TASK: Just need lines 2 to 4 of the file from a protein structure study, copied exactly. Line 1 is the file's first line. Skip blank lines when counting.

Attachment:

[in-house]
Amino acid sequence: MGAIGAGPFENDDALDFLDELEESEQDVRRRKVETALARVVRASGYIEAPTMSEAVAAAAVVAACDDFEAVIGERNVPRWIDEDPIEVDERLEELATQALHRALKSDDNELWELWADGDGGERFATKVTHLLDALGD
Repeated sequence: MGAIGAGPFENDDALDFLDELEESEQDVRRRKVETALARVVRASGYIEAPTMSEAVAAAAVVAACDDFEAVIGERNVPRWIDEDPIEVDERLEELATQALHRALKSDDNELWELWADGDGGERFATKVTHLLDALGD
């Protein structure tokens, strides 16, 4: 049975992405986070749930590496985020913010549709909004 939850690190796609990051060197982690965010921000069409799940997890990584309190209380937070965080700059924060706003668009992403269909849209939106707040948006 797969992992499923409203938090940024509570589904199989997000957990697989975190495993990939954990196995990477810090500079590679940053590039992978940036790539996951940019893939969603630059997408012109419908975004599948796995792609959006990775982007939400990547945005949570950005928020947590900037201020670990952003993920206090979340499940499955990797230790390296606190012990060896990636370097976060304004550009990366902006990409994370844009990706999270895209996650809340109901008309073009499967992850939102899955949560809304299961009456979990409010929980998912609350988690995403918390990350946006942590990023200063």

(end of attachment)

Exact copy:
Amino acid sequence: MGAIGAGPFENDDALDFLDELEESEQDVRRRKVETALARVVRASGYIEAPTMSEAVAAAAVVAACDDFEAVIGERNVPRWIDEDPIEVDERLEELATQALHRALKSDDNELWELWADGDGGERFATKVTHLLDALGD
Repeated sequence: MGAIGAGPFENDDALDFLDELEESEQDVRRRKVETALARVVRASGYIEAPTMSEAVAAAAVVAACDDFEAVIGERNVPRWIDEDPIEVDERLEELATQALHRALKSDDNELWELWADGDGGERFATKVTHLLDALGD
């Protein structure tokens, strides 16, 4: 049975992405986070749930590496985020913010549709909004 939850690190796609990051060197982690965010921000069409799940997890990584309190209380937070965080700059924060706003668009992403269909849209939106707040948006 797969992992499923409203938090940024509570589904199989997000957990697989975190495993990939954990196995990477810090500079590679940053590039992978940036790539996951940019893939969603630059997408012109419908975004599948796995792609959006990775982007939400990547945005949570950005928020947590900037201020670990952003993920206090979340499940499955990797230790390296606190012990060896990636370097976060304004550009990366902006990409994370844009990706999270895209996650809340109901008309073009499967992850939102899955949560809304299961009456979990409010929980998912609350988690995403918390990350946006942590990023200063």